Kim's sister warns of 'overwhelming' step against US, South Korea
The US and South Korean militaries are also preparing to revive their largest field exercises later this month.We keep our eye on the restless military moves by the US forces and the South Korean puppet military and are always on standby to take appropriate, quick and overwhelming action at any time according to our judgment, Kim Yo Jong said in a statement carried by state media.She did not elaborate on what action North Korea would take.
The influential sister of North Korean leader Kim Jong Un warned on Tuesday that her country is ready to take ''quick, overwhelming action'' against the United States and South Korea, as the two nations are expanding their regular military drills.
Kim Yo Jong's statement came a day after the US flew a nuclear-capable B-52 bomber to the Korean peninsula for a joint drill with South Korean warplanes. The US and South Korean militaries are also preparing to revive their largest field exercises later this month.
''We keep our eye on the restless military moves by the US forces and the South Korean puppet military and are always on standby to take appropriate, quick and overwhelming action at any time according to our judgment,'' Kim Yo Jong said in a statement carried by state media.
She did not elaborate on what action North Korea would take. But North Korea has often performed missile tests in response to US-South Korean military drills because it views them as an invasion rehearsal.
''The demonstrative military moves and all sorts of rhetoric by the US and South Korea, which go so extremely frantic as not to be overlooked, undoubtedly provide (North Korea) with conditions for being forced to do something to cope with them,'' she said.
Monday's flyover of the B-52 bomber was the latest in a series of US-South Korean aerial exercises involving powerful US aircraft. The US has deployed a long-range US B-1B bomber or multiple B-1Bs to the peninsula a few more times earlier this year. South Korea said those drills demonstrated the allies' ability to make a decisive response to potential North Korean aggressions.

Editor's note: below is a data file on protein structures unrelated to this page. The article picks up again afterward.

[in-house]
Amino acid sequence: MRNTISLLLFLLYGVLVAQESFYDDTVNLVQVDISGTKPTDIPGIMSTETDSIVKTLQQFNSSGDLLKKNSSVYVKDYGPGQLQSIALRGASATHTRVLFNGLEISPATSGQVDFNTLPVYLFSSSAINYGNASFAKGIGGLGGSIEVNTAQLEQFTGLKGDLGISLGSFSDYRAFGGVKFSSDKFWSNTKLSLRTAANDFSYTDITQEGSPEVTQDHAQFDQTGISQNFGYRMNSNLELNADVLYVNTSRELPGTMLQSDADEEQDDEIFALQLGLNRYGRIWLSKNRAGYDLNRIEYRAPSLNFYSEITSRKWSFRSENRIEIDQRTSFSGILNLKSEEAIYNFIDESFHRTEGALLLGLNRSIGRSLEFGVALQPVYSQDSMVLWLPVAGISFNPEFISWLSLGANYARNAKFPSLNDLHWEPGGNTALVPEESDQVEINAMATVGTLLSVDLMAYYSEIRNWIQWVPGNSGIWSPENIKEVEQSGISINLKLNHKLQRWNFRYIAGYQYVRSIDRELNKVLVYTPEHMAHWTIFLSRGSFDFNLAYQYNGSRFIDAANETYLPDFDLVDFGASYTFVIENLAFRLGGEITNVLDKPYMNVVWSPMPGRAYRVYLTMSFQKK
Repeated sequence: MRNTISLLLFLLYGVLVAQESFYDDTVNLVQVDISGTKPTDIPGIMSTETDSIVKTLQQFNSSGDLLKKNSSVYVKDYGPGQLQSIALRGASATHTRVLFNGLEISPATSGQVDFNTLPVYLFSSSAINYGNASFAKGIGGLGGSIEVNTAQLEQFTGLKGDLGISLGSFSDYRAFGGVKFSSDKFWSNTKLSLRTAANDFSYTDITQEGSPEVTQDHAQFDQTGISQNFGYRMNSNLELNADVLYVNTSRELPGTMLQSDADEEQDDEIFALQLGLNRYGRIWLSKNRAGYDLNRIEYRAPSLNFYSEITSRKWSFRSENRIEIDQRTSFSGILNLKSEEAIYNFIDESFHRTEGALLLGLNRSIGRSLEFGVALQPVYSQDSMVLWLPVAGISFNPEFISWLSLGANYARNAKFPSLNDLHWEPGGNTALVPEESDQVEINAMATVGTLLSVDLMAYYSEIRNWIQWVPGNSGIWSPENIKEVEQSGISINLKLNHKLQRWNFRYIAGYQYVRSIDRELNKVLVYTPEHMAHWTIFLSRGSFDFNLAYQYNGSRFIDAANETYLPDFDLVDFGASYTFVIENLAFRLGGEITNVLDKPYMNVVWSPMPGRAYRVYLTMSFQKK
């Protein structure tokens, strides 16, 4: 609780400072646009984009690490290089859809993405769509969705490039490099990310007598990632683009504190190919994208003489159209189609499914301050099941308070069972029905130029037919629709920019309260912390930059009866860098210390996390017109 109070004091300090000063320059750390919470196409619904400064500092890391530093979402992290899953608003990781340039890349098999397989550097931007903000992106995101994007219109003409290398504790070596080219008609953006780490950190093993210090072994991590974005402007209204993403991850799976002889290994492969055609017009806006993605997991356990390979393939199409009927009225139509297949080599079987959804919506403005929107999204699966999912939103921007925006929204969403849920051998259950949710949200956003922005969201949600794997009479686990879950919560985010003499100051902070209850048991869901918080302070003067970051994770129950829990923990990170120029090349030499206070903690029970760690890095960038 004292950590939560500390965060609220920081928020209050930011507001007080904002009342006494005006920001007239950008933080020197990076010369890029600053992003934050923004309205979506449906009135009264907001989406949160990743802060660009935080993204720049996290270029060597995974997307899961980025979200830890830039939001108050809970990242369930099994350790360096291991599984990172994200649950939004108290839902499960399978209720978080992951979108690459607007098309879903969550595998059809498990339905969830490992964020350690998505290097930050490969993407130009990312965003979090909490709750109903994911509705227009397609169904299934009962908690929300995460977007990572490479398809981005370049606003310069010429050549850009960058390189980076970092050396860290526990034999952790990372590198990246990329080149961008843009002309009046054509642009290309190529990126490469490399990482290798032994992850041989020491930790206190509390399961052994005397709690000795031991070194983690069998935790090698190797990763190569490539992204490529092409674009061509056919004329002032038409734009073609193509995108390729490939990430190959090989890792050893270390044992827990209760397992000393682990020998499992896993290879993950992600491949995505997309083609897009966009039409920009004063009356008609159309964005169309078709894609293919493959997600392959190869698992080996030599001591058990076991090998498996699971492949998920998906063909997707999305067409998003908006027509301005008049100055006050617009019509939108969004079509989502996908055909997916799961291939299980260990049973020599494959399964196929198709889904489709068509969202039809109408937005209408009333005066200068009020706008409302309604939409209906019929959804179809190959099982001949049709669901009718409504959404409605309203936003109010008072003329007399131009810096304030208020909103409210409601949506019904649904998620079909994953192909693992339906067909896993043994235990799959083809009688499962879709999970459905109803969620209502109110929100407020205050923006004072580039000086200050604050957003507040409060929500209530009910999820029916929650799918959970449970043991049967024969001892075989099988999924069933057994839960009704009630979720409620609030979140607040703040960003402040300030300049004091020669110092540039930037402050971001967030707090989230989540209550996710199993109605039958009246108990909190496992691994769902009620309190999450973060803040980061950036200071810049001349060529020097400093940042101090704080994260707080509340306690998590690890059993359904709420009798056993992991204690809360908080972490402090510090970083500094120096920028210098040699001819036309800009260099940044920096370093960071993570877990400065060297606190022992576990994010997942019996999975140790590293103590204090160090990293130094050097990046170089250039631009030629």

Last Friday, the South Korean and US militaries announced they would conduct a computer-simulated command post training from March 13-23 and restore their largest springtime field exercises that were last held in 2018.
The allies had cancelled or scaled back some of their regular drills since 2018 to support now-dormant diplomacy with North Korea and guard against the COVID-19 pandemic. But they have been restoring their exercises after North Korea last year conducted a record number of missile tests and openly threatened to use its nuclear weapons in potential conflicts with its rivals.
In a separate statement on Tuesday, North Korea's foreign ministry called the flyover of the US B-52 bomber ''a reckless military provocation'' that it said pushes the situation on the peninsula ''deeper into the bottomless quagmire''.
An unidentified head of the ministry's foreign news office said the recent US military actions foretell ''the gravity of the catastrophic tension that will be entailed by them''.
''There is no guarantee that there will be no violent physical conflict in the Korean peninsula,'' if the US-South Korean military provocation continues, the official said.
North Korea often unleashes fiery rhetoric in times of heightened animosities with the US and South Korea. Possible steps North Korea could take include a nuclear test or the launch of a new type of intercontinental ballistic missile (ICBM) targeting the mainland US, observers say.
Last month, Kim Yo Jong threatened to turn the Pacific into the North's firing range. In her Tuesday statement, she said North Korea would consider a possible US attempt to intercept a North Korean ICBM a declaration of war. She cited a South Korean media report saying the US military plans to shoot down a North Korean ICBM if it is launched toward the Pacific.
All known North Korean ICBM tests have been made at steep angles to avoid neighbouring countries, and the weapons landed in the waters between the Korean peninsula and Japan.
(This story has not been edited by Devdiscourse staff and is auto-generated from a syndicated feed.)